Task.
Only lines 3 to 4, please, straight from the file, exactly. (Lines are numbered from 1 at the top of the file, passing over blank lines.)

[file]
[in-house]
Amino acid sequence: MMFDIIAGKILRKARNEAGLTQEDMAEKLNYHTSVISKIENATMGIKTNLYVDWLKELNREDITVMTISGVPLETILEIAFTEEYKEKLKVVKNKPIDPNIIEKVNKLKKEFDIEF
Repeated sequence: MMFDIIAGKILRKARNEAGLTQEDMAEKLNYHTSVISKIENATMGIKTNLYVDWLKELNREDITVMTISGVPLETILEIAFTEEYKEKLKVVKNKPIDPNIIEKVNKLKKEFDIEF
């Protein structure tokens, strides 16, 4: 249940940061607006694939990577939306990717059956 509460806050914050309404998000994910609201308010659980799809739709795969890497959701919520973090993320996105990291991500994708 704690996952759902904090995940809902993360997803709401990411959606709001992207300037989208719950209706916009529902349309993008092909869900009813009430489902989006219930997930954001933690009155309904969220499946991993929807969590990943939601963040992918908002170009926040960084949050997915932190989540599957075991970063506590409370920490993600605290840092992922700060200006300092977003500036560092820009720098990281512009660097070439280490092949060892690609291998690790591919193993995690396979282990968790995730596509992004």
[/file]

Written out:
Repeated sequence: MMFDIIAGKILRKARNEAGLTQEDMAEKLNYHTSVISKIENATMGIKTNLYVDWLKELNREDITVMTISGVPLETILEIAFTEEYKEKLKVVKNKPIDPNIIEKVNKLKKEFDIEF
């Protein structure tokens, strides 16, 4: 249940940061607006694939990577939306990717059956 509460806050914050309404998000994910609201308010659980799809739709795969890497959701919520973090993320996105990291991500994708 704690996952759902904090995940809902993360997803709401990411959606709001992207300037989208719950209706916009529902349309993008092909869900009813009430489902989006219930997930954001933690009155309904969220499946991993929807969590990943939601963040992918908002170009926040960084949050997915932190989540599957075991970063506590409370920490993600605290840092992922700060200006300092977003500036560092820009720098990281512009660097070439280490092949060892690609291998690790591919193993995690396979282990968790995730596509992004």